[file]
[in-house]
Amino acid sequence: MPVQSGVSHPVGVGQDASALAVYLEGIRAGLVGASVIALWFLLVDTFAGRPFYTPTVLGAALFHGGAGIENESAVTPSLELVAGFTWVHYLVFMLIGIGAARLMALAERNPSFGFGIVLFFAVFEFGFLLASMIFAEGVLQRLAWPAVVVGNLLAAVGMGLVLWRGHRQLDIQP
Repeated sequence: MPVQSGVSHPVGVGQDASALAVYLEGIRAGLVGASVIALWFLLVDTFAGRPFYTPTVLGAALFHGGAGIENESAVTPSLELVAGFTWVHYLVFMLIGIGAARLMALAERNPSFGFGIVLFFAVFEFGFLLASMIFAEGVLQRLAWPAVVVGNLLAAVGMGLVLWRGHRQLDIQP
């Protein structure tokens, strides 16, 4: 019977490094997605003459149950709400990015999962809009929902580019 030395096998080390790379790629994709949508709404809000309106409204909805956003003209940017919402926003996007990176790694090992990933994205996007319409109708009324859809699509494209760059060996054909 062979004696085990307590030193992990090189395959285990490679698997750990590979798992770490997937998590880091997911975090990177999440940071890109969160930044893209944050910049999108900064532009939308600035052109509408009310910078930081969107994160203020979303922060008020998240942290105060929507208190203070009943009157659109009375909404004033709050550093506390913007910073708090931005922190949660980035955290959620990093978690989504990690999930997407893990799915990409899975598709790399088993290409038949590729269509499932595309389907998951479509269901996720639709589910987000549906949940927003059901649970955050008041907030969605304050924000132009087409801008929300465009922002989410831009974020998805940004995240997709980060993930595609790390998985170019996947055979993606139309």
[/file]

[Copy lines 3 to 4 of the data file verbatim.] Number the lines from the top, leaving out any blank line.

Repeated sequence: MPVQSGVSHPVGVGQDASALAVYLEGIRAGLVGASVIALWFLLVDTFAGRPFYTPTVLGAALFHGGAGIENESAVTPSLELVAGFTWVHYLVFMLIGIGAARLMALAERNPSFGFGIVLFFAVFEFGFLLASMIFAEGVLQRLAWPAVVVGNLLAAVGMGLVLWRGHRQLDIQP
């Protein structure tokens, strides 16, 4: 019977490094997605003459149950709400990015999962809009929902580019 030395096998080390790379790629994709949508709404809000309106409204909805956003003209940017919402926003996007990176790694090992990933994205996007319409109708009324859809699509494209760059060996054909 062979004696085990307590030193992990090189395959285990490679698997750990590979798992770490997937998590880091997911975090990177999440940071890109969160930044893209944050910049999108900064532009939308600035052109509408009310910078930081969107994160203020979303922060008020998240942290105060929507208190203070009943009157659109009375909404004033709050550093506390913007910073708090931005922190949660980035955290959620990093978690989504990690999930997407893990799915990409899975598709790399088993290409038949590729269509499932595309389907998951479509269901996720639709589910987000549906949940927003059901649970955050008041907030969605304050924000132009087409801008929300465009922002989410831009974020998805940004995240997709980060993930595609790390998985170019996947055979993606139309």